Definition of Pearmain. Meaning of Pearmain. Synonyms of Pearmain

Here you will find one or more explanations in English for the word Pearmain. Also in the bottom left of the page several parts of wikipedia pages related to the word Pearmain and, of course, Pearmain synonyms and on the right images related to the word Pearmain.

Definition of Pearmain

Pearmain
Pearmain Pear"main, n. (Bot.) The name of several kinds of apples; as, the blue pearmain, winter pearmain, and red pearmain.

Meaning of Pearmain from wikipedia

- 'Adams Pearmain', also called 'Adam's Parmane', is a cultivar of apple. It was introduced to the Horticultural Society of London in 1826 by Robert Adams...
- Adams Pearmain Baxters Pearmain Blue Pearmain John Pearmain Christmas Pearmain Claygate Pearmain Foulden Pearmain Grange's Pearmain Hormead Pearmain Hubbard's...
- Claygate Pearmain is an apple cultivar. It was found at Claygate, Surrey in England and brought to the attention of the Royal Horticultural Society by...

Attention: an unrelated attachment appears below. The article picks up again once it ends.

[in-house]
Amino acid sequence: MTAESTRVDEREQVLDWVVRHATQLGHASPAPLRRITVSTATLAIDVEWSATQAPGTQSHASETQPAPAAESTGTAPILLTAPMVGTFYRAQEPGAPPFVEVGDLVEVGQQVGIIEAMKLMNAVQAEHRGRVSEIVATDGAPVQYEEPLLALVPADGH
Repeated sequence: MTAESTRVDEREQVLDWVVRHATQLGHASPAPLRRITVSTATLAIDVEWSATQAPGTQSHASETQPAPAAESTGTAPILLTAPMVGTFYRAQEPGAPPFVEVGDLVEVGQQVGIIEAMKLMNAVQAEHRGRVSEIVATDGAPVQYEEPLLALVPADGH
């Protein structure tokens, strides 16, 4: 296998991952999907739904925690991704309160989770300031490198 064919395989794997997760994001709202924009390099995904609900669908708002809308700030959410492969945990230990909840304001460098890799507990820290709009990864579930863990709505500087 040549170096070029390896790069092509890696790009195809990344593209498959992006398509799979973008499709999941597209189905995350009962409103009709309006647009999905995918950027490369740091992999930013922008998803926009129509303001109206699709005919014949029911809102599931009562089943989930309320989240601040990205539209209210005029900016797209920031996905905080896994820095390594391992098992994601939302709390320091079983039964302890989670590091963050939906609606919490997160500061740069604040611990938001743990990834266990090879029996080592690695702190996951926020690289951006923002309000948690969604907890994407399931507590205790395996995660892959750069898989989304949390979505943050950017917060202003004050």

- 'Worcester Pearmain' is an early season English cultivar of domesticated apple, that was developed in Worcester, England, by a Mr. Hale of Swanpool in...
- 'Clarke Pearmain', also called 'Golden Pearmain', 'Glouster Pearmain, 'Yellow Pearmain', and possibly the same as 'Columbian Russet', is a medium-sized...
- The 'White Winter Pearmain' apple cultivar, also known as 'White Pearmain' and 'Cambellite', is a dessert apple that has been known since before 1850...
- Pippin × Worcester Pearmain) Winter Gem (Cox's Orange Pippin × Grimes Golden) Winston/Winter King (Cox's Orange Pippin × Worcester Pearmain) The Food Coach:...
- William Robert Pearmain (1888 – September 28, 1912) was an American painter and activist. He grew up in Dublin, New Hampshire, where he was neighbor of...
- 'Acklam Russet' 'Adam's Pearmain' 'Ashmead's Kernel' 'Blenheim Orange' 'Belle de Boskoop 'Brad****'s Nonpareil' 'Claygate Pearmain' 'Egremont Russet' 'English...
- sometime between 1900 and 1949, by crossing a Jonathan apple with a Worcester Pearmain, and was introduced to the United States in 1937, where it is very po****r...
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